Being from a small Iowa town, Iowa State University nutritional science and genetics student Benjamin Dralle has been researching how primary care providers in Iowa view the assessment and treatment of children with obesity. He will present his research on a national platform next week.
“Our results indicate that primary care providers in Iowa are providing guidance on weight-related behaviors for children (such as guidance on diet/nutrition and/or physical activity),” Dralle said. “However, medical residents — who are primary care providers in training — are failing to do the same in their own practice. Our survey respondents identified a lack of time, low levels of patient interest, and inadequate referral services as barriers to childhood obesity-related care in the state of Iowa.”
Dralle is one of the 51 students from Iowa State who will present their research at the National Conference on Undergraduate Research (NCUR 2018), April 4 to 7 at the University of Central Oklahoma. Iowa State’s research was chosen from more than 4,000 abstracts submitted for the conference.
“In the College of Human Sciences, we strive to provide high-impact educational opportunities for our students,” said Brenda Lohman, associate dean for research and graduate education. “Undergraduate research is an important way for students to connect key concepts and information they learn in the classroom with systematic investigation and research."
Dralle worked with Lorraine Lanningham-Foster, an associate professor in food science and human nutrition, doctoral student Maren Wolff, and a pediatrician and health coach at Blank Children’s Hospital on his research. He will not only showcase his research at this conference, but also at Posters on the Hill, a competitive event on April 17 and 18 that will give 60 undergraduate students an opportunity to showcase their research with members of Congress in Washington, D.C.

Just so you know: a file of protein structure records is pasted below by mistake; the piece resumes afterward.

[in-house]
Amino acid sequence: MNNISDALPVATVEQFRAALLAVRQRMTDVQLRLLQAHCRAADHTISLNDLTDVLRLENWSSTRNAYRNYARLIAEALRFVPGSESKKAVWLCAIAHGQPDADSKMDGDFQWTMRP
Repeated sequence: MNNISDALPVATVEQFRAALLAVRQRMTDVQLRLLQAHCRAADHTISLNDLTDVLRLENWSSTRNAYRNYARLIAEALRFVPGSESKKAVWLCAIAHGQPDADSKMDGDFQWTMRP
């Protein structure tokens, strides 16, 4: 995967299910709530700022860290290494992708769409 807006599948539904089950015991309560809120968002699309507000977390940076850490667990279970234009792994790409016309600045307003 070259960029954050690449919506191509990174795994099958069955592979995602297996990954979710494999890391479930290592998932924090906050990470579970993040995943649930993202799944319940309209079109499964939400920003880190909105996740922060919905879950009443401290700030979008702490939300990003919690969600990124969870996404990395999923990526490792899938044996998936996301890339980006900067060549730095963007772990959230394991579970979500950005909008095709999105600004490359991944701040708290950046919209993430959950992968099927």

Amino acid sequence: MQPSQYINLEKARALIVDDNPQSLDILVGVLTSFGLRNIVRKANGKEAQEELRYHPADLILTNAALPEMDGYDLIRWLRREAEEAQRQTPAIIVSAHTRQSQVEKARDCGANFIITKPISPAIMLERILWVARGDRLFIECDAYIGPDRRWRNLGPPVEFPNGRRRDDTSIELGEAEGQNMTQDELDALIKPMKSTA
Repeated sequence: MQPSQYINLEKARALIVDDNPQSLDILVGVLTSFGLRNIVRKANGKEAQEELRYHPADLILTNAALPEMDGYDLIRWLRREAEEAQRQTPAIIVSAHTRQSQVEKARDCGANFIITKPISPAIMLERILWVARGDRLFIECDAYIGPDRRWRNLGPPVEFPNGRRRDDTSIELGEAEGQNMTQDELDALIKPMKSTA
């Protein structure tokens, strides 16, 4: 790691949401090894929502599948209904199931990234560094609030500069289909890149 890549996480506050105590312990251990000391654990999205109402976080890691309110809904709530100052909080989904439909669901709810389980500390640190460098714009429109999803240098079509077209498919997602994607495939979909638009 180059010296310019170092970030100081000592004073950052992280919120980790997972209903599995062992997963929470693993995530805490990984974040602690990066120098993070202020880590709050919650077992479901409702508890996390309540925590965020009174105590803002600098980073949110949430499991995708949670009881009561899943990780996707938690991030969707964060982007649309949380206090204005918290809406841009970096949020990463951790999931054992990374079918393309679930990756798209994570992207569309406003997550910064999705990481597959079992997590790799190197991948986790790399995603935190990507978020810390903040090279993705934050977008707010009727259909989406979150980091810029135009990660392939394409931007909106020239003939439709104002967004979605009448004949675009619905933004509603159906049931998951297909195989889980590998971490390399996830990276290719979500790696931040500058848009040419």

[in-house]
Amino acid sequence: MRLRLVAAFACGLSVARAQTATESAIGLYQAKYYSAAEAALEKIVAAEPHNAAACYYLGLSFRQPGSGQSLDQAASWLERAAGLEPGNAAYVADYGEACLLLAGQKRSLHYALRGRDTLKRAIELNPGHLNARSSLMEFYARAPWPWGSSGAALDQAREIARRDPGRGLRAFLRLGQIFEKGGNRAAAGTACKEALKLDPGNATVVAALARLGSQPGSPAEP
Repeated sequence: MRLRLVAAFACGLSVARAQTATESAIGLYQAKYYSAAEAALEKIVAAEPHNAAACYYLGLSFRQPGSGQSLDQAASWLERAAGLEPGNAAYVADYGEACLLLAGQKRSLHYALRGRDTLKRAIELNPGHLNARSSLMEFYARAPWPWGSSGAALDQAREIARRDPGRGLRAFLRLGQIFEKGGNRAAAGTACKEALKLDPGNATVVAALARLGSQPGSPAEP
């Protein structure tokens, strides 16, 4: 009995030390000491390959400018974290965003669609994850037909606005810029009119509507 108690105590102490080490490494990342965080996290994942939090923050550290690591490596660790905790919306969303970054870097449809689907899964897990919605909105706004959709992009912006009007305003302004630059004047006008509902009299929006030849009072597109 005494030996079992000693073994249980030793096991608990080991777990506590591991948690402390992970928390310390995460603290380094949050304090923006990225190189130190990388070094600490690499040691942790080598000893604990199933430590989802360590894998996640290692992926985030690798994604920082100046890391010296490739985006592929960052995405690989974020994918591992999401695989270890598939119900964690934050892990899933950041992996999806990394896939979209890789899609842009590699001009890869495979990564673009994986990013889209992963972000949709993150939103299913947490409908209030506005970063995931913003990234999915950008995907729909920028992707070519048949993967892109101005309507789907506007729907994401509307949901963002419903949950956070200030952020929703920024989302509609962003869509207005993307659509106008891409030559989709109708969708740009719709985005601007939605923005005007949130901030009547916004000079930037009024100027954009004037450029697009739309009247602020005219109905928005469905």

Food packaging that could block UV, LED lighting
Autumn Rudlong, a senior in food science, is another Department of Food Science and Human Nutrition student who will present at the NCUR 2018 conference. Her research concerns various food packaging that could potentially block light wavelengths associated with LED grocery display cases.
"UV and LED lighting can emit wavelengths that degrade essential vitamins such as beta-carotene, so we are trying to use food packaging technologies to retain essential vitamins in produce products," Rudlong said.
She has been working with Keith Vorst, associate professor in the department, and Greg Curtzwiler, postdoc research associate, to determine how recycled polyethylene terephthalate (PET) film covering compares to packaging that has no recycled PET content in maintaining the quality of fresh leaf spinach. Using actual produce display cases, they've also compared how produce freshness is maintained in instances where the produce receives no exposure to light.
While they do not have any key findings to report yet, Rudlong said she became interested in the research because it is "a very practical industry step to increase produce quality."